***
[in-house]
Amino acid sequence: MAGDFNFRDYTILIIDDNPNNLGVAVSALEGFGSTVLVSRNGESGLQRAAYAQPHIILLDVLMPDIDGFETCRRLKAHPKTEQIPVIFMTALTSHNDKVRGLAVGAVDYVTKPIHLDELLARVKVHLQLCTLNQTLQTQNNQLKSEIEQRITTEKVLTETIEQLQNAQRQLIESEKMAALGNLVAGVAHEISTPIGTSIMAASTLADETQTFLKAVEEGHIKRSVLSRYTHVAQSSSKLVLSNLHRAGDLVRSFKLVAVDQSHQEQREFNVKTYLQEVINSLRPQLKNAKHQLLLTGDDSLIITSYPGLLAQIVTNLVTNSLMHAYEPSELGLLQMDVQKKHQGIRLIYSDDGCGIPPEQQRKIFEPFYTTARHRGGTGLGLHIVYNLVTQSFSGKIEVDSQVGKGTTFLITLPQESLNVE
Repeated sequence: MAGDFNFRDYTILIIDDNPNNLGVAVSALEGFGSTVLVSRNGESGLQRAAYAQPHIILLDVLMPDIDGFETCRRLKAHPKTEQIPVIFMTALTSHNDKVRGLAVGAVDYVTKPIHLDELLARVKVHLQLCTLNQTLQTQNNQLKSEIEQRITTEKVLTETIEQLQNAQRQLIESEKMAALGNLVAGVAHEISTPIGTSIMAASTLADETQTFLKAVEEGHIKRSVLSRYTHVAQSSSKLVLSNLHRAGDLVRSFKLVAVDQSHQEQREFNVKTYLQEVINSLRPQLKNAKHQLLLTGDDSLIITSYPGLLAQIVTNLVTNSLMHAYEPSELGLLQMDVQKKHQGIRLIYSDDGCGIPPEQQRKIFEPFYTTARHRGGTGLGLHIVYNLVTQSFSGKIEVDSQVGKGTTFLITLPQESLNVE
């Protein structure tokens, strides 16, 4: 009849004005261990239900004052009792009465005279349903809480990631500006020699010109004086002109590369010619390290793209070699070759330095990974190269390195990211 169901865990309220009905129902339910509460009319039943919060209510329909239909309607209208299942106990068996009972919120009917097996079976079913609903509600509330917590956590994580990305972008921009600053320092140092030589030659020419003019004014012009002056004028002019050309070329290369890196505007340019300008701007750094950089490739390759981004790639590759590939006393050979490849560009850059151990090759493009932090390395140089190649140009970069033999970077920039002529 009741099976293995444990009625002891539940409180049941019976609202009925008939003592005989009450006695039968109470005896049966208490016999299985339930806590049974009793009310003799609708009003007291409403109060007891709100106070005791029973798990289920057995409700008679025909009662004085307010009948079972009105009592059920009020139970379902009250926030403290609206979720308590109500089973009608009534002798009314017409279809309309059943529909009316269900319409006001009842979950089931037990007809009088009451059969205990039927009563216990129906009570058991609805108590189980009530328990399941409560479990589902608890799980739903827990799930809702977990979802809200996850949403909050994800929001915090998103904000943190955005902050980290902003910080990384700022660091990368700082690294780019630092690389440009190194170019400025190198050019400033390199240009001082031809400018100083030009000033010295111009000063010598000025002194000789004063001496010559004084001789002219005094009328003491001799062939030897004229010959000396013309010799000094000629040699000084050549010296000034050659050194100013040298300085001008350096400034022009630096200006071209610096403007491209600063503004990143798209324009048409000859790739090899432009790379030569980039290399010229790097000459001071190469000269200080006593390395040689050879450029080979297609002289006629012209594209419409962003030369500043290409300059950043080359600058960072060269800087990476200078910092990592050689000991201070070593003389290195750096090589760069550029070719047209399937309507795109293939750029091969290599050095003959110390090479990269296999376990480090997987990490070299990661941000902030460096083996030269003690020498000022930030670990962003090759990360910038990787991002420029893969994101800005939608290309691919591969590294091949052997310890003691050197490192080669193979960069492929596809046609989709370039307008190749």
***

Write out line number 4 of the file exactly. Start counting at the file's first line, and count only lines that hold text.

């Protein structure tokens, strides 16, 4: 009849004005261990239900004052009792009465005279349903809480990631500006020699010109004086002109590369010619390290793209070699070759330095990974190269390195990211 169901865990309220009905129902339910509460009319039943919060209510329909239909309607209208299942106990068996009972919120009917097996079976079913609903509600509330917590956590994580990305972008921009600053320092140092030589030659020419003019004014012009002056004028002019050309070329290369890196505007340019300008701007750094950089490739390759981004790639590759590939006393050979490849560009850059151990090759493009932090390395140089190649140009970069033999970077920039002529 009741099976293995444990009625002891539940409180049941019976609202009925008939003592005989009450006695039968109470005896049966208490016999299985339930806590049974009793009310003799609708009003007291409403109060007891709100106070005791029973798990289920057995409700008679025909009662004085307010009948079972009105009592059920009020139970379902009250926030403290609206979720308590109500089973009608009534002798009314017409279809309309059943529909009316269900319409006001009842979950089931037990007809009088009451059969205990039927009563216990129906009570058991609805108590189980009530328990399941409560479990589902608890799980739903827990799930809702977990979802809200996850949403909050994800929001915090998103904000943190955005902050980290902003910080990384700022660091990368700082690294780019630092690389440009190194170019400025190198050019400033390199240009001082031809400018100083030009000033010295111009000063010598000025002194000789004063001496010559004084001789002219005094009328003491001799062939030897004229010959000396013309010799000094000629040699000084050549010296000034050659050194100013040298300085001008350096400034022009630096200006071209610096403007491209600063503004990143798209324009048409000859790739090899432009790379030569980039290399010229790097000459001071190469000269200080006593390395040689050879450029080979297609002289006629012209594209419409962003030369500043290409300059950043080359600058960072060269800087990476200078910092990592050689000991201070070593003389290195750096090589760069550029070719047209399937309507795109293939750029091969290599050095003959110390090479990269296999376990480090997987990490070299990661941000902030460096083996030269003690020498000022930030670990962003090759990360910038990787991002420029893969994101800005939608290309691919591969590294091949052997310890003691050197490192080669193979960069492929596809046609989709370039307008190749």